Oncology & Cancer

New drug limits cancer spreading

A research team that recently invented a drug to stop blood vessels from forming a treatment resistant barrier around some cancers has now discovered the drug can be used to prevent the cancer from spreading.

Oncology & Cancer

Body's natural signal carriers can help melanoma spread

A new study from Finland sheds fresh light on how melanoma cells interact with other cells via extracellular vesicles they secrete. The researchers found that extracellular vesicles secreted by melanoma cells use the so-called ...

Oncology & Cancer

Lack of self-exams hampers early melanoma identification

(HealthDay)—The biggest obstacle to early detection and treatment of melanoma among residents of rural, frontier communities is a chronic lack of skin self-examination (SSE), according to a study recently published in Psychology, ...

Oncology & Cancer

Changing cancer care, one organoid at a time

A patient-specific tumor organoid platform developed by Wake Forest Institute for Regenerative Medicine (WFIRM) researchers and their cancer center colleagues could someday take the guessing game out of immunotherapy treatments. ...

Oncology & Cancer

B cells linked to effective cancer immunotherapy

Cancer patients responded better to immunotherapy and had a better prognosis if their melanoma tumors contained specific clusters of B cells, according to new research from Lund University in Sweden. The study is published ...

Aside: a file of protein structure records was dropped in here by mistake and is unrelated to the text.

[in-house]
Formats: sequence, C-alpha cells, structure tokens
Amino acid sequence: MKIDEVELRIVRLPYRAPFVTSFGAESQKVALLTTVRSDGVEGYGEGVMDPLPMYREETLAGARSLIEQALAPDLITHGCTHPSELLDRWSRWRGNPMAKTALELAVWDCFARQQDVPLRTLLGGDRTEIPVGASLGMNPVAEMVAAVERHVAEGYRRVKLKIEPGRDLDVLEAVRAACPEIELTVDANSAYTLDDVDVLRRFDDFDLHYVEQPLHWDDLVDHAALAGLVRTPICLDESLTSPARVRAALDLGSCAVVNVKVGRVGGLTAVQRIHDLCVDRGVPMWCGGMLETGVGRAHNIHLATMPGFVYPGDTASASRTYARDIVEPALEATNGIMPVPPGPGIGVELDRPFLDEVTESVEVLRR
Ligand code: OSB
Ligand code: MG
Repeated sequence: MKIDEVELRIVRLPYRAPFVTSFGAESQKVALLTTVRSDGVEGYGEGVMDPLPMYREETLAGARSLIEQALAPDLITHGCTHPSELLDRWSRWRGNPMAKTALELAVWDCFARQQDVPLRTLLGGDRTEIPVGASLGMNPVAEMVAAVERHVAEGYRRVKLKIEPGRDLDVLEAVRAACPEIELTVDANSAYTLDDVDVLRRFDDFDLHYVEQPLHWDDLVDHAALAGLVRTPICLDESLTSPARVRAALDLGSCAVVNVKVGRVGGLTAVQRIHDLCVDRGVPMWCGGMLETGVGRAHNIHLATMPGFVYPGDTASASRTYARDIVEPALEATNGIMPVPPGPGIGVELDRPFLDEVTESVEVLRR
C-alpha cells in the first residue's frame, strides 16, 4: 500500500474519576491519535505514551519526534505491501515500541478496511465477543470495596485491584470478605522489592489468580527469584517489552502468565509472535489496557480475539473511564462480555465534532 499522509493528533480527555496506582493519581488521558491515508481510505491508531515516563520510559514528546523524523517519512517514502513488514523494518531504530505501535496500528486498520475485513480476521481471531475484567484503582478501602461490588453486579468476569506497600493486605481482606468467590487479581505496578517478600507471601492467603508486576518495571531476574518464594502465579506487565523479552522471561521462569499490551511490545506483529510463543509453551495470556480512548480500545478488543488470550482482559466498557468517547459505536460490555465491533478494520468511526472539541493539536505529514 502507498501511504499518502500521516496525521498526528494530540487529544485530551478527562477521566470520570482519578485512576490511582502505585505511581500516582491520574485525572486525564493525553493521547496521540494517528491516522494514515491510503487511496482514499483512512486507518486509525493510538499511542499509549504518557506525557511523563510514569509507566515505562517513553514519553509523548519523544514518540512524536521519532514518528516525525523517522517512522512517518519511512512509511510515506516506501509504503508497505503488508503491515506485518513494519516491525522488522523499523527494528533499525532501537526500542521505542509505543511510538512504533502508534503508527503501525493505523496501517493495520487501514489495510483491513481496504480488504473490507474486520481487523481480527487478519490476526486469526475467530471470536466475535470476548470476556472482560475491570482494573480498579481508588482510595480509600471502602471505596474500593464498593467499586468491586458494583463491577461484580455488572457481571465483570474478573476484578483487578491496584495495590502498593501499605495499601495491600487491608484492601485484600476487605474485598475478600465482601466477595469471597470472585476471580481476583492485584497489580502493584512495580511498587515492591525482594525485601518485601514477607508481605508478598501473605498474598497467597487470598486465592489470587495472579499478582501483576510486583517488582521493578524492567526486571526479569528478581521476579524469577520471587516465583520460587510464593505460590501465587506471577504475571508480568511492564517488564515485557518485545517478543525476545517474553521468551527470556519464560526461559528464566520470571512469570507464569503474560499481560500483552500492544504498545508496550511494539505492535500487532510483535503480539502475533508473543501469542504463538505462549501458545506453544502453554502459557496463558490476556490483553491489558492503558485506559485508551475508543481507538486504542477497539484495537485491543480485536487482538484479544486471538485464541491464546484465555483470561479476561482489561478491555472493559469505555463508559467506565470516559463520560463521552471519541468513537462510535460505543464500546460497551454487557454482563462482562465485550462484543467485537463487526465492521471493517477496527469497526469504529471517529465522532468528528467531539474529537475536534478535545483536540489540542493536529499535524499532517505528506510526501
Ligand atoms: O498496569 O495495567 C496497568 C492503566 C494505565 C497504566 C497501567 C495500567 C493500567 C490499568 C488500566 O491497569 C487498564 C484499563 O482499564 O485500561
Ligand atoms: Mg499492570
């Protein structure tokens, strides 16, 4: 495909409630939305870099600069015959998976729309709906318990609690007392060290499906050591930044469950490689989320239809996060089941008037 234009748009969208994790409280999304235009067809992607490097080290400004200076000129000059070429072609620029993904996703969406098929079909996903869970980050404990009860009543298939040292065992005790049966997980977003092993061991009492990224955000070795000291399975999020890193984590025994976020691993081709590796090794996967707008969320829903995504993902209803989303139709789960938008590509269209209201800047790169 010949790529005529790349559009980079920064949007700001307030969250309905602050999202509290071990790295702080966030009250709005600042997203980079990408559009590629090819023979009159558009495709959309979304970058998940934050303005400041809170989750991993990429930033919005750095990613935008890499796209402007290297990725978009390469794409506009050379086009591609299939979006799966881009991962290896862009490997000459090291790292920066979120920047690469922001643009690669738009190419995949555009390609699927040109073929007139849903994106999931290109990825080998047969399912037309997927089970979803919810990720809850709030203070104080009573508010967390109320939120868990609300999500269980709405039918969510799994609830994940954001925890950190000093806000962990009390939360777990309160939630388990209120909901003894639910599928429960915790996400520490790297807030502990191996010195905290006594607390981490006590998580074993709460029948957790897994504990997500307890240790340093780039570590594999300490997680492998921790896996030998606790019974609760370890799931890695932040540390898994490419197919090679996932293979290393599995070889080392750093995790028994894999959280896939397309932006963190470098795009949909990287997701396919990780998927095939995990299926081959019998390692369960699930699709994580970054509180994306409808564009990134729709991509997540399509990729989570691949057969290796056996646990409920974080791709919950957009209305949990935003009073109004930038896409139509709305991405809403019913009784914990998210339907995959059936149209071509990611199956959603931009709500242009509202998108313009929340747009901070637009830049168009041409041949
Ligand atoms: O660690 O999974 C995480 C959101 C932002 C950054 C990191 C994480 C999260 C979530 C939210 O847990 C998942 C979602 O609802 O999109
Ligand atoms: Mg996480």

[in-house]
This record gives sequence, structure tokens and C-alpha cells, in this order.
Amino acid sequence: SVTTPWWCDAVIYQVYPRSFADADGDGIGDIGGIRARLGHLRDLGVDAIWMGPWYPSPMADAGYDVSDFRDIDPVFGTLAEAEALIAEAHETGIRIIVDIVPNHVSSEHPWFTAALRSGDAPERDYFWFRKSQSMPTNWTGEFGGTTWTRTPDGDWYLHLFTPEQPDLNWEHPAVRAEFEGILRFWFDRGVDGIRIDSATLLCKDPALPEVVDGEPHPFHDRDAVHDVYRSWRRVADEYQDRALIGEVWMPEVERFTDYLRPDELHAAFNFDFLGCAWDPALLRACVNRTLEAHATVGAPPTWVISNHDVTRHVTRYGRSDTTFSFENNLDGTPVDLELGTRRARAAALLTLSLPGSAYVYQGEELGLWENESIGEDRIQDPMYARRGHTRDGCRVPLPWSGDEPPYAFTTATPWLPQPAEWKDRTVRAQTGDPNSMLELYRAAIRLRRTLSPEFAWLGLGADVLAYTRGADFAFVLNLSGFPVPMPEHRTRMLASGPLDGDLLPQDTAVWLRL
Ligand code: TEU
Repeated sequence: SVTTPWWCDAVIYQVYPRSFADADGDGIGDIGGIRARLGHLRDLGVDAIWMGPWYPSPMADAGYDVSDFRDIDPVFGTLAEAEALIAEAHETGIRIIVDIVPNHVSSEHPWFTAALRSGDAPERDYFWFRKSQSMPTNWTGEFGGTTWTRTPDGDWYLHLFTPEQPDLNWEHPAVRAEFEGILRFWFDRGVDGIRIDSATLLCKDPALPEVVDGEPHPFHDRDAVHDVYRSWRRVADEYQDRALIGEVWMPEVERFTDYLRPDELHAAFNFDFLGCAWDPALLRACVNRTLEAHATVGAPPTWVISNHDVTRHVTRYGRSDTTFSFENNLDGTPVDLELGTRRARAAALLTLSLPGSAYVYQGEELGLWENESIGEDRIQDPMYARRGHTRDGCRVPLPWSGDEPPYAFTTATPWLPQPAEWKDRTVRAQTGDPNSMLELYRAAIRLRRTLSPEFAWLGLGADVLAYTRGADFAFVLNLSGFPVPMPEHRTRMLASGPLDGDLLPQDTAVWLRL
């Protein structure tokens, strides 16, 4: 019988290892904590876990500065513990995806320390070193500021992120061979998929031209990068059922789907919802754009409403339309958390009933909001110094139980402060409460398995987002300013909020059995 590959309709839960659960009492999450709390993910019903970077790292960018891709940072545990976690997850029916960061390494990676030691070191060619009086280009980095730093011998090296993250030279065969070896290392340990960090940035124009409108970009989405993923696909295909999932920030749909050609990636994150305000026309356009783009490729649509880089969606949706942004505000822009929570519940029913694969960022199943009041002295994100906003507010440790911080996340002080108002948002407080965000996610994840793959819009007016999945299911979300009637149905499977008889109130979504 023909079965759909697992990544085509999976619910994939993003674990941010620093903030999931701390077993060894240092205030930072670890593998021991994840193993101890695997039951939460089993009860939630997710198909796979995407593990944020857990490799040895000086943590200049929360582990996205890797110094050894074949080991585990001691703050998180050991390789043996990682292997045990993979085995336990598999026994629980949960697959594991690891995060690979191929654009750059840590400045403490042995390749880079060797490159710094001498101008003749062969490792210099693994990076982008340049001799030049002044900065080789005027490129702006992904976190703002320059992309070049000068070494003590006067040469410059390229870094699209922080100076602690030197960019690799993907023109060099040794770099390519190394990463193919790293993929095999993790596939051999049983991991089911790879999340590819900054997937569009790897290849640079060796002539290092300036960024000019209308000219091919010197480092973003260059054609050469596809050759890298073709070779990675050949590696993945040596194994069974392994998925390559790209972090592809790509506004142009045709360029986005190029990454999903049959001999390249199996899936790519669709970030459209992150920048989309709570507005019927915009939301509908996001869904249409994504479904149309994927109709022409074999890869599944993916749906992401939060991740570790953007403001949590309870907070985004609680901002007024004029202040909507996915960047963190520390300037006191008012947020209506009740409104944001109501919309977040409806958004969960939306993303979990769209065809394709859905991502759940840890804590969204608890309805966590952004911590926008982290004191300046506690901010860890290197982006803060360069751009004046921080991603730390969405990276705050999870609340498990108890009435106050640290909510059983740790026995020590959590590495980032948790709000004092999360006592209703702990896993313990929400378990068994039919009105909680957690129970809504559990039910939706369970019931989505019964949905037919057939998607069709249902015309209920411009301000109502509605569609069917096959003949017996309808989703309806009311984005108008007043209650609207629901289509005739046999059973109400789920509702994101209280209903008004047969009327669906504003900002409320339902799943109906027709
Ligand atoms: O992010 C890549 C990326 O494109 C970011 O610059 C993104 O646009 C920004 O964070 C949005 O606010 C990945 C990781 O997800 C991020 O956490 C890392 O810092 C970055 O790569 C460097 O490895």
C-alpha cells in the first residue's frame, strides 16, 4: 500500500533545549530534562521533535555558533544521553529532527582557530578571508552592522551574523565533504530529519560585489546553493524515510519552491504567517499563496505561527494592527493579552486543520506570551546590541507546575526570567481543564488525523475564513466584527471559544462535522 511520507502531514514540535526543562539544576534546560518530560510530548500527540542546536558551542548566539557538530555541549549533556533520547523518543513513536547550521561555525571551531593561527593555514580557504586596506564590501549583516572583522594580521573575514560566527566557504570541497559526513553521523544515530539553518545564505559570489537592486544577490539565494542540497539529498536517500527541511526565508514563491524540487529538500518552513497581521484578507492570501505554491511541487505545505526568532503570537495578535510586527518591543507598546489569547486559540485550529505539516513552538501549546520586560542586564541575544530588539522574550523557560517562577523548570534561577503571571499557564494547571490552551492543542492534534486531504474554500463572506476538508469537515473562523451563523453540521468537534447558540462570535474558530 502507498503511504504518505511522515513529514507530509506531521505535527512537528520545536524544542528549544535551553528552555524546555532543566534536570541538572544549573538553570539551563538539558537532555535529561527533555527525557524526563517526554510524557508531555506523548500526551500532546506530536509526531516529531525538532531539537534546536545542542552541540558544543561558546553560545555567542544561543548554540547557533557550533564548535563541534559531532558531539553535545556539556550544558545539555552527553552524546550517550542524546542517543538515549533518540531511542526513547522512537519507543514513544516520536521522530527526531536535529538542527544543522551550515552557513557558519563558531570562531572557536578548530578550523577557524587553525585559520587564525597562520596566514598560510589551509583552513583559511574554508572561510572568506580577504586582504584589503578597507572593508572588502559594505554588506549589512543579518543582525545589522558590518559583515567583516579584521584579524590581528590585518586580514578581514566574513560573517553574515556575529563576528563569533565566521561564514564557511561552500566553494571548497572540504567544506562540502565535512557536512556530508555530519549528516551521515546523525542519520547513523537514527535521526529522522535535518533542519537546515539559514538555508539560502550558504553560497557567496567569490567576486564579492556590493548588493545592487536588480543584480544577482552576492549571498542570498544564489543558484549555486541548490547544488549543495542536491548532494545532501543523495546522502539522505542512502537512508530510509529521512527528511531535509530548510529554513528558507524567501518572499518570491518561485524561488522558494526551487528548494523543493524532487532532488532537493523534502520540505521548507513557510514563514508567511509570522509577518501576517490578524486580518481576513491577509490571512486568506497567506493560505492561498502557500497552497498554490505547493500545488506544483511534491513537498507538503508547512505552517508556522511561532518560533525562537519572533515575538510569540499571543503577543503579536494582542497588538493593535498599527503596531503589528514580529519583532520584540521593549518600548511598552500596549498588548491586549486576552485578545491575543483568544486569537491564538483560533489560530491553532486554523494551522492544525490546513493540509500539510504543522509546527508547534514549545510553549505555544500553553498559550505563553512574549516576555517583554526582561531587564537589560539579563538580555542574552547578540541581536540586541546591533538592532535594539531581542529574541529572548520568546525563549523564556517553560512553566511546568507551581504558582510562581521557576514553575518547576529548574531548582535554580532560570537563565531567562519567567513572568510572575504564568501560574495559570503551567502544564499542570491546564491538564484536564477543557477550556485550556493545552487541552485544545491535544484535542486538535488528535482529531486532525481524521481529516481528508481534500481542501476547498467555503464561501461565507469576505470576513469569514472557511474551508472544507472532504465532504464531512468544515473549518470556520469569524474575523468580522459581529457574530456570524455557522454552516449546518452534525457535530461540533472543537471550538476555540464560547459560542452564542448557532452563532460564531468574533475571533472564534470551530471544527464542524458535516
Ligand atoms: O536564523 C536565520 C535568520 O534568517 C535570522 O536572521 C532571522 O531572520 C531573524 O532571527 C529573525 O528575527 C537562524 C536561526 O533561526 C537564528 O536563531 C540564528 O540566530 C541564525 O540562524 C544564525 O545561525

Oncology & Cancer

Team identify molecule that suppresses melanoma tumors

A promising route to develop new treatments for skin cancer has been identified by University of Bath scientists, who have found a molecule that suppresses melanoma tumor growth.

Medical research

Lower risk for malignant melanoma after bariatric surgery

Bariatric surgery is associated with a distinct reduction in skin-cancer risk, a study shows. This finding can be described as a key piece of evidence that substantiates the connection between weight loss and malignant skin ...

page 1 from 23

Melanoma i/ˌmɛləˈnoʊmə/ (from Greek μέλας - melas, "dark") is a malignant tumor of melanocytes. Melanocytes are cells that produce the dark pigment, melanin, which is responsible for the color of skin. They predominantly occur in skin, but are also found in other parts of the body, including the bowel and the eye (see uveal melanoma). Melanoma can occur in any part of the body that contains melanocytes.

Melanoma is less common than other skin cancers. However, it is much more dangerous and causes the majority (75%) of deaths related to skin cancer. Worldwide, doctors diagnose about 160,000 new cases of melanoma yearly. The diagnosis is more frequent in women than in men and is particularly common among Caucasians living in sunny climates, with high rates of incidence in Australia, New Zealand, North America, Latin America, and northern Europe. According to a WHO report, about 48,000 melanoma related deaths occur worldwide per year.

The treatment includes surgical removal of the tumor, adjuvant treatment, chemo- and immunotherapy, or radiation therapy. The chance of a cure is greatest when the tumor is discovered while it is still small and thin, and can be entirely removed surgically.

This text uses material from Wikipedia licensed under CC BY-SA